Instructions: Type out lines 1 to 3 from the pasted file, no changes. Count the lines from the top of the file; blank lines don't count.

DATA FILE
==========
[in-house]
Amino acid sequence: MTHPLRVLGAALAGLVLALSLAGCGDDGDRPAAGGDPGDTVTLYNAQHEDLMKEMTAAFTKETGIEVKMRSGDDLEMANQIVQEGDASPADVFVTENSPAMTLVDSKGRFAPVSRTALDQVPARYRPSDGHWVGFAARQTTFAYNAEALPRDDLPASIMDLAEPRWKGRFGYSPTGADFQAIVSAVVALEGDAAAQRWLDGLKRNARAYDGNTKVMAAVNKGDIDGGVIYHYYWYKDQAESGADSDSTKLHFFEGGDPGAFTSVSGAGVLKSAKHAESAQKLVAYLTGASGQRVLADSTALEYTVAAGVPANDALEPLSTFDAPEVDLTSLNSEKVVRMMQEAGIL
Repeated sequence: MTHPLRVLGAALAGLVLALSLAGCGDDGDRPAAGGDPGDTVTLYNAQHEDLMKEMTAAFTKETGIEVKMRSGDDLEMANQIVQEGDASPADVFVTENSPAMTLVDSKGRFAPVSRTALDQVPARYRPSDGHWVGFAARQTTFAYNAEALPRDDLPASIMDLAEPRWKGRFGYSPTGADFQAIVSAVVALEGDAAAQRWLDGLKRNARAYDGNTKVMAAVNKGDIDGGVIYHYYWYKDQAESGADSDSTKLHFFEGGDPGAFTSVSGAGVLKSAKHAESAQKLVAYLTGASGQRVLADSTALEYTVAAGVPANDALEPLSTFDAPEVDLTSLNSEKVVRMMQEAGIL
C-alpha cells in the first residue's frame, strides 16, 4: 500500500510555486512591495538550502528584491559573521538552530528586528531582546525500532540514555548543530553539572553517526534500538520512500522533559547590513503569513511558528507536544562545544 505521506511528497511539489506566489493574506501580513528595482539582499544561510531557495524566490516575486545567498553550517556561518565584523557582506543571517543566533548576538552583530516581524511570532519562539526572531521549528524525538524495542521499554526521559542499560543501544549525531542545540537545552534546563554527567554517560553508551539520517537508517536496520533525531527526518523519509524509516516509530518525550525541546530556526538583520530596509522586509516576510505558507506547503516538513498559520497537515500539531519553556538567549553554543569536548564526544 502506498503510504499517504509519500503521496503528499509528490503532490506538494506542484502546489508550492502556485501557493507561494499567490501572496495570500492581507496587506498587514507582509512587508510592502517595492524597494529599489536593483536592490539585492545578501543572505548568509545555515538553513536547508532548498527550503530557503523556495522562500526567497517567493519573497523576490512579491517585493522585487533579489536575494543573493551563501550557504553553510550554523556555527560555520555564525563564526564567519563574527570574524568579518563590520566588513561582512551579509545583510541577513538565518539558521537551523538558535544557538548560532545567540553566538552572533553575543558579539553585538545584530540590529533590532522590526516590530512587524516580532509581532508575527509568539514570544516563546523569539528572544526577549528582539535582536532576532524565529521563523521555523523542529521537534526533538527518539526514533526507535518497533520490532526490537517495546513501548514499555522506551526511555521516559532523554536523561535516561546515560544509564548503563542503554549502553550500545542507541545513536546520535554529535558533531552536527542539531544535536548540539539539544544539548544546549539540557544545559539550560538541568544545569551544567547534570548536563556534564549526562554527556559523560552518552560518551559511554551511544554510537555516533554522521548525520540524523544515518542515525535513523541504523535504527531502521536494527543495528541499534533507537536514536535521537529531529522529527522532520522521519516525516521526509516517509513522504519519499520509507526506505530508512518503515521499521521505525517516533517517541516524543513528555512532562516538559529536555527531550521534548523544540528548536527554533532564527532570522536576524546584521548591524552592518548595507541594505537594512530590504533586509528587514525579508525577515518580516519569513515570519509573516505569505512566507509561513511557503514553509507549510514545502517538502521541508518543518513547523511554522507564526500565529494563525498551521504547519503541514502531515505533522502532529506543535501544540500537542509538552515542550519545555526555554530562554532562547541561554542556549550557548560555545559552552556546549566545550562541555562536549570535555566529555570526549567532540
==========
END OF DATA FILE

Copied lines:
[in-house]
Amino acid sequence: MTHPLRVLGAALAGLVLALSLAGCGDDGDRPAAGGDPGDTVTLYNAQHEDLMKEMTAAFTKETGIEVKMRSGDDLEMANQIVQEGDASPADVFVTENSPAMTLVDSKGRFAPVSRTALDQVPARYRPSDGHWVGFAARQTTFAYNAEALPRDDLPASIMDLAEPRWKGRFGYSPTGADFQAIVSAVVALEGDAAAQRWLDGLKRNARAYDGNTKVMAAVNKGDIDGGVIYHYYWYKDQAESGADSDSTKLHFFEGGDPGAFTSVSGAGVLKSAKHAESAQKLVAYLTGASGQRVLADSTALEYTVAAGVPANDALEPLSTFDAPEVDLTSLNSEKVVRMMQEAGIL
Repeated sequence: MTHPLRVLGAALAGLVLALSLAGCGDDGDRPAAGGDPGDTVTLYNAQHEDLMKEMTAAFTKETGIEVKMRSGDDLEMANQIVQEGDASPADVFVTENSPAMTLVDSKGRFAPVSRTALDQVPARYRPSDGHWVGFAARQTTFAYNAEALPRDDLPASIMDLAEPRWKGRFGYSPTGADFQAIVSAVVALEGDAAAQRWLDGLKRNARAYDGNTKVMAAVNKGDIDGGVIYHYYWYKDQAESGADSDSTKLHFFEGGDPGAFTSVSGAGVLKSAKHAESAQKLVAYLTGASGQRVLADSTALEYTVAAGVPANDALEPLSTFDAPEVDLTSLNSEKVVRMMQEAGIL